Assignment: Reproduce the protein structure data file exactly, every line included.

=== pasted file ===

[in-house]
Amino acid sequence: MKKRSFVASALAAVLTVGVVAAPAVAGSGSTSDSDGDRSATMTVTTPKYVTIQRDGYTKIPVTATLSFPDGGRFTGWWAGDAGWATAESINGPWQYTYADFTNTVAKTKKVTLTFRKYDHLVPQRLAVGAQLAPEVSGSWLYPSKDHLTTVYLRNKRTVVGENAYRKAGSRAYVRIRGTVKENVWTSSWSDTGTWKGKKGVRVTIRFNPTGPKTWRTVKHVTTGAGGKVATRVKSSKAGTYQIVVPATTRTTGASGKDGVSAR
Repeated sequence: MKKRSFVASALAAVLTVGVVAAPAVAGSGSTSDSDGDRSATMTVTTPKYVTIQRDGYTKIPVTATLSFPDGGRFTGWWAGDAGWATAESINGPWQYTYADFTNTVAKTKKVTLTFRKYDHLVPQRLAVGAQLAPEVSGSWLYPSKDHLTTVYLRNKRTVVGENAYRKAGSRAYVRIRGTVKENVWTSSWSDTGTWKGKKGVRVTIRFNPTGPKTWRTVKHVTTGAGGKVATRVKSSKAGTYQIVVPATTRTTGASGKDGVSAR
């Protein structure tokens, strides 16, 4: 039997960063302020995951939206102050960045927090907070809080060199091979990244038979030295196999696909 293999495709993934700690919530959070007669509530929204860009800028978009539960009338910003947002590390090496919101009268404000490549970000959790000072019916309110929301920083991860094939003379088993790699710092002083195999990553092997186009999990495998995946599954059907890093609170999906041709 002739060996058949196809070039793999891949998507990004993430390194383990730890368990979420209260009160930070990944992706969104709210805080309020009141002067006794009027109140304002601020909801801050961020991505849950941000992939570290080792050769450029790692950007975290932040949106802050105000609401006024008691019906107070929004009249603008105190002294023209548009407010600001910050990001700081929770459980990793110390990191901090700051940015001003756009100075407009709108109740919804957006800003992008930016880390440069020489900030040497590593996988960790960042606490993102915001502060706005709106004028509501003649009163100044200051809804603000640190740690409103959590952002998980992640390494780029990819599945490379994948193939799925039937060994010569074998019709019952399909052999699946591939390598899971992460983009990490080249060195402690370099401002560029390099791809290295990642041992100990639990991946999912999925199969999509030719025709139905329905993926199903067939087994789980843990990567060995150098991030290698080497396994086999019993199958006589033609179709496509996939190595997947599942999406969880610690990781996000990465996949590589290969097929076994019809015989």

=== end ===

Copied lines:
[in-house]
Amino acid sequence: MKKRSFVASALAAVLTVGVVAAPAVAGSGSTSDSDGDRSATMTVTTPKYVTIQRDGYTKIPVTATLSFPDGGRFTGWWAGDAGWATAESINGPWQYTYADFTNTVAKTKKVTLTFRKYDHLVPQRLAVGAQLAPEVSGSWLYPSKDHLTTVYLRNKRTVVGENAYRKAGSRAYVRIRGTVKENVWTSSWSDTGTWKGKKGVRVTIRFNPTGPKTWRTVKHVTTGAGGKVATRVKSSKAGTYQIVVPATTRTTGASGKDGVSAR
Repeated sequence: MKKRSFVASALAAVLTVGVVAAPAVAGSGSTSDSDGDRSATMTVTTPKYVTIQRDGYTKIPVTATLSFPDGGRFTGWWAGDAGWATAESINGPWQYTYADFTNTVAKTKKVTLTFRKYDHLVPQRLAVGAQLAPEVSGSWLYPSKDHLTTVYLRNKRTVVGENAYRKAGSRAYVRIRGTVKENVWTSSWSDTGTWKGKKGVRVTIRFNPTGPKTWRTVKHVTTGAGGKVATRVKSSKAGTYQIVVPATTRTTGASGKDGVSAR
């Protein structure tokens, strides 16, 4: 039997960063302020995951939206102050960045927090907070809080060199091979990244038979030295196999696909 293999495709993934700690919530959070007669509530929204860009800028978009539960009338910003947002590390090496919101009268404000490549970000959790000072019916309110929301920083991860094939003379088993790699710092002083195999990553092997186009999990495998995946599954059907890093609170999906041709 002739060996058949196809070039793999891949998507990004993430390194383990730890368990979420209260009160930070990944992706969104709210805080309020009141002067006794009027109140304002601020909801801050961020991505849950941000992939570290080792050769450029790692950007975290932040949106802050105000609401006024008691019906107070929004009249603008105190002294023209548009407010600001910050990001700081929770459980990793110390990191901090700051940015001003756009100075407009709108109740919804957006800003992008930016880390440069020489900030040497590593996988960790960042606490993102915001502060706005709106004028509501003649009163100044200051809804603000640190740690409103959590952002998980992640390494780029990819599945490379994948193939799925039937060994010569074998019709019952399909052999699946591939390598899971992460983009990490080249060195402690370099401002560029390099791809290295990642041992100990639990991946999912999925199969999509030719025709139905329905993926199903067939087994789980843990990567060995150098991030290698080497396994086999019993199958006589033609179709496509996939190595997947599942999406969880610690990781996000990465996949590589290969097929076994019809015989």